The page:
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Washington Policy and Regulatory Updates

Our ENS Federal Report provides a summary and the status on select legislative and regulatory actions.
We normally issue a Report when both Chambers are in session.


ENS Federal Report – October 19, 2018


USEPA Regulatory Agenda – Key Water Resources Initiatives

This week, the U.S. Environmental Protection Agency (USEPA) released an update about the Agency’s regulatory plan.  The document describes the regulatory and deregulatory issues the Agency expects to pursue.  Below is a summary of the Agency’s regulatory efforts for key water resources initiatives as described in the update.

Provide for Clean and Safe Water

While the Clean Water Act (CWA) and Safe Drinking Water Act (SDWA) have made significant progress to ensuring safe and clean water resources, challenges still remain.  These challenges include: nutrient loadings, storm water runoff, invasive species and drinking water contaminants.  To address these challenges, USEPA must work with State and tribal partners to develop new and innovative strategies, in tandem with traditional regulatory strategies.  USEPA plans to address these identified challenges through rulemakings.

Waters of the U.S. Rule

As instructed by EO 13778, “Restoring the Rule of Law, Federalism, and Economic Growth by Reviewing the ‘Waters of the United States’ Rule,” USEPA and the US Department of the Army are undergoing a two-step process to repeal and revise the Waters of the U.S. (WOTUS).  During Step 2 of the process, revising the definition of WOTUS, agencies will to pursue a public-notice-and-comment rulemaking, which will consider defining “navigable waters” in a manner that more closely aligns with Justice Antonin Scalia’s opinion in the Rapanos decision.

In a February 6, 2018 published rule, agencies provided an applicability date to the 2015 WOTUS rule of February 6, 2020 to provide continuity and certainty for the regulated entities, States, Tribes, and public.  Until a new definition is finalized, agencies will continue to implement the regulatory definition that was in place prior to the WOTUS 2015 Rule change.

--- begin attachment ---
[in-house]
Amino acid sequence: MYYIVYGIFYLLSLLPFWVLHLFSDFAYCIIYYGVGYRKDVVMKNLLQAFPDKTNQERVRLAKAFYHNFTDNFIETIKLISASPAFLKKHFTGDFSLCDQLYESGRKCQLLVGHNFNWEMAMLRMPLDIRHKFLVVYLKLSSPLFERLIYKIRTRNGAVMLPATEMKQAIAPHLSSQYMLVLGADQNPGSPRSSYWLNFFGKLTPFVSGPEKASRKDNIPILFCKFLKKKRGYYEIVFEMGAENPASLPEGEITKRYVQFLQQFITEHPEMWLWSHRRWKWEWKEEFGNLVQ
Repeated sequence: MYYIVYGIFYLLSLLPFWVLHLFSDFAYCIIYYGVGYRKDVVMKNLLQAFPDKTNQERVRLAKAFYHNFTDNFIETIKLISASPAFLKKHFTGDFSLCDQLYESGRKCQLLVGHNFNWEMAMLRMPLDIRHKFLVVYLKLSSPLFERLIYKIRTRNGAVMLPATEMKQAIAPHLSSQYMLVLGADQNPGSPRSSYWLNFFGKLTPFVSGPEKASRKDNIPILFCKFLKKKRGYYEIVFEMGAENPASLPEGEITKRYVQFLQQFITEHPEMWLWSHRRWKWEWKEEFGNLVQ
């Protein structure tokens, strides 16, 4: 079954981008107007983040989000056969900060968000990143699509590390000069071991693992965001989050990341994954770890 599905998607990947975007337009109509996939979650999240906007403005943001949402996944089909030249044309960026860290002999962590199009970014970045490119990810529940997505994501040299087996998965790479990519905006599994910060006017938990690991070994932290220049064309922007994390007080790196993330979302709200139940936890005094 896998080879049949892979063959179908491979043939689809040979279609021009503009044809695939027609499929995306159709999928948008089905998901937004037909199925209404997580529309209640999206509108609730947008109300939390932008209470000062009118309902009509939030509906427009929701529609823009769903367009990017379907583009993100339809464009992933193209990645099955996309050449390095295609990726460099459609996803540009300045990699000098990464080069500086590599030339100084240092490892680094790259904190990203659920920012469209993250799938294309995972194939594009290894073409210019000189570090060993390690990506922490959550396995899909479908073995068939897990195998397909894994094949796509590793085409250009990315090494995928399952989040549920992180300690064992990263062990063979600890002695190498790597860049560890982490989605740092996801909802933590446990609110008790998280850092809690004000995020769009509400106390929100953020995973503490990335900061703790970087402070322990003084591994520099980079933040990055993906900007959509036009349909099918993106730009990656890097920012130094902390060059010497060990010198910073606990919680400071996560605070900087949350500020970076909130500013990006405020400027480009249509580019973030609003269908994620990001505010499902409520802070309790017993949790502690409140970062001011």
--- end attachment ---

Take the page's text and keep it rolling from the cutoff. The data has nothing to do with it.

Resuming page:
National Primary Drinking Water Regulations for Lead and Copper – Long Term Revisions

The Lead and Copper Rule (LCR) requires that water systems sample taps in homes with leaded plumbing and, depending on sampling results, take actions to reduce lead and copper exposure.  Response actions could include corrosion control treatment, public education, and lead service line replacement.  However, national attention to lead and copper contamination in communities’ water supplies has highlighted the challenges to LCR, such as that the rule’s structure only compels protective actions after public health risks are identified.

Key challenges to the LCR include: the rule’s complexity, degree of flexibility and discretion it affords systems and primacy state with regard to optimization of corrosion control treatment, compliance sampling practices, and limited specific focus on key areas of concern.  USEPA is evaluating the costs and benefits of potential revisions and assessing whether the benefits justify the costs.

National Primacy Drinking Water Regulations for Perchlorate

USEPA has determined that perchlorate, an inorganic chemical found in explosives, rocket propellants and road flares, as well as an organic chemical found in arid climates, meets SDWA’s three criteria for regulating a contaminant.  USPEA and FDA scientists worked collaboratively to develop biological models in accordance with SAB recommendations and USEPA will utilize the best available peer reviewed science to inform its regulatory decisions.

Peak Flows Management